There are many directory services available on the market, for example the IBM Tivoli Directory Server, the Novell eDirectory or the Microsoft Active Directory. Active Directory is mostly utilized for managing your windows network infrastructure. The Active Directory schema can be extended so applications can store its objects and properties. But this is rarely used as IT managers want to protect the integrity of the network infrastructure and Active Directory is a key part to that. Microsoft addressed this issue with Windows 2003 by releasing Active Directory Application Mode.

ADAM – Active Directory Application Mode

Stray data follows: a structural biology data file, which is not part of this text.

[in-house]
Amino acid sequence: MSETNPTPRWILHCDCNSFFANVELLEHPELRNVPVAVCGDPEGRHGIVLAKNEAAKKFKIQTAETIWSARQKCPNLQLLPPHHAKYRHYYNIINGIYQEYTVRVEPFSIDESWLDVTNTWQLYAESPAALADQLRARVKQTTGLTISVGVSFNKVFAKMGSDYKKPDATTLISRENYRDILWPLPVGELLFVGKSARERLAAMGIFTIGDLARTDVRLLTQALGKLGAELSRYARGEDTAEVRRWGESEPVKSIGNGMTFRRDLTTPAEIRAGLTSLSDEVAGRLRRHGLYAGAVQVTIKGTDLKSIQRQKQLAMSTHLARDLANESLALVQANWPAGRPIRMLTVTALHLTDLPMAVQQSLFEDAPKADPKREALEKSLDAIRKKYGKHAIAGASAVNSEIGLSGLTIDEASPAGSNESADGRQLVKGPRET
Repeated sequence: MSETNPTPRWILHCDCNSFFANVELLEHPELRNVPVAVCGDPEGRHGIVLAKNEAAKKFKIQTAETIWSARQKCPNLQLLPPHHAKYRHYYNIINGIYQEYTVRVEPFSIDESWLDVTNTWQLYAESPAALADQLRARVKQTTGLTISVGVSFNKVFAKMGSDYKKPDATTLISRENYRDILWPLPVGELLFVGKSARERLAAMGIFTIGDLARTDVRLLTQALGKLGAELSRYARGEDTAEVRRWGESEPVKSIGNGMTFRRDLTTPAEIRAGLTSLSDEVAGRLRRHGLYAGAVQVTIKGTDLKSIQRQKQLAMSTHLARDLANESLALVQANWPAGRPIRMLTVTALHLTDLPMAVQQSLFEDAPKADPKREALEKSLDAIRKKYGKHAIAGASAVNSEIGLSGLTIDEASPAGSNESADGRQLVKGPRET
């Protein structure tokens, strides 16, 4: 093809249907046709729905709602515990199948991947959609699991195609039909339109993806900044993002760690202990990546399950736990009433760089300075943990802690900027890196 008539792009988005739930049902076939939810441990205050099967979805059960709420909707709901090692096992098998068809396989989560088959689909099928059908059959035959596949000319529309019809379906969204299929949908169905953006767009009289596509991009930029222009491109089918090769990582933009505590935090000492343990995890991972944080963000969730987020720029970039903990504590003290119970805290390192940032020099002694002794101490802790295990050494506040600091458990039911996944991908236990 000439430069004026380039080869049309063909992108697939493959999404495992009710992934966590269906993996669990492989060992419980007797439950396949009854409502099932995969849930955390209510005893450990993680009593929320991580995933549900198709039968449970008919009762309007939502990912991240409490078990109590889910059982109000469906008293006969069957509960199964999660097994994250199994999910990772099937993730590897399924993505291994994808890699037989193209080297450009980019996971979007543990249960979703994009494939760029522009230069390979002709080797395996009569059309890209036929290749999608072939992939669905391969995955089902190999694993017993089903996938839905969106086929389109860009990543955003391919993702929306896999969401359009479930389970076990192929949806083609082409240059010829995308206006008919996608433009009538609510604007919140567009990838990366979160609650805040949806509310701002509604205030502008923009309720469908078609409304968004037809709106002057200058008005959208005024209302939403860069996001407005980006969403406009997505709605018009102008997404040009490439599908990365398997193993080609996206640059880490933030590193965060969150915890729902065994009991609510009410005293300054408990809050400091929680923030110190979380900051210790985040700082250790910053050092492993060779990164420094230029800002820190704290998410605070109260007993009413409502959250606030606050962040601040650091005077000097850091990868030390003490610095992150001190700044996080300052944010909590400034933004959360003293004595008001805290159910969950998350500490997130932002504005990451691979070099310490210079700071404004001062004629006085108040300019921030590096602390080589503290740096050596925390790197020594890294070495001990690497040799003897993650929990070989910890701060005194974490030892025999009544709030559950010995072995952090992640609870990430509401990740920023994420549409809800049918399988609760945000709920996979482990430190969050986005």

Active Directory Application Mode is a standalone version of Active Directory and runs only on Windows 2003. It has been released after Windows 2003 has been shipped and can be downloaded from the following link. Active Directory Application Mode does not replace Active Directory. Active Directory is intended for managing your windows network infrastructure while ADAM is intended as directory service for applications, for example to store your application specific security information, etc. Active Directory runs as a system service and requires DNS while ADAM runs as a user service and does not require DNS at all. It is simple to install and to uninstall and you can run multiple instances of ADAM on one Windows 2003 server, for example one for each application. Follow the link above to download ADAM (you need the file ADAMRedistX86.exe), unzip the file and run the "adamsetup.exe" setup. On the first screen it asks whether you want to install "ADAM and ADAM administration tools" or "ADAM administration tools only". Choose the later option if you want to install the ADAM administration tools to be able to administrate an ADAM instance from a remote machine. In our case we want to install a fresh ADAM instance so we choose the first option. Next it asks whether to install "a unique instance" or "a replica of an existing instance". The second option makes it very easy to replicate an existing ADAM instance, for example you have created an ADAM instance on your development machine then extended its schema and now you want to create a separate QA or production ADAM instance. Setup will replicate all schema changes to this new instance of ADAM. We choose the first option as we are installing a new instance of ADAM. Next you give this ADAM instance a name, e.g. "My application directory". Next you enter the ports on which this ADAM instance will listen, by default 389 and 636 when using SSL. If you install multiple instances of ADAM then each one would get its own unique port to listen. Or if you want to protect access in production you might want to choose a random port. The default port 389 is the standard port used for LDAP (Lightweight Directory Access Protocol). Leave the default ports for your first ADAM instance.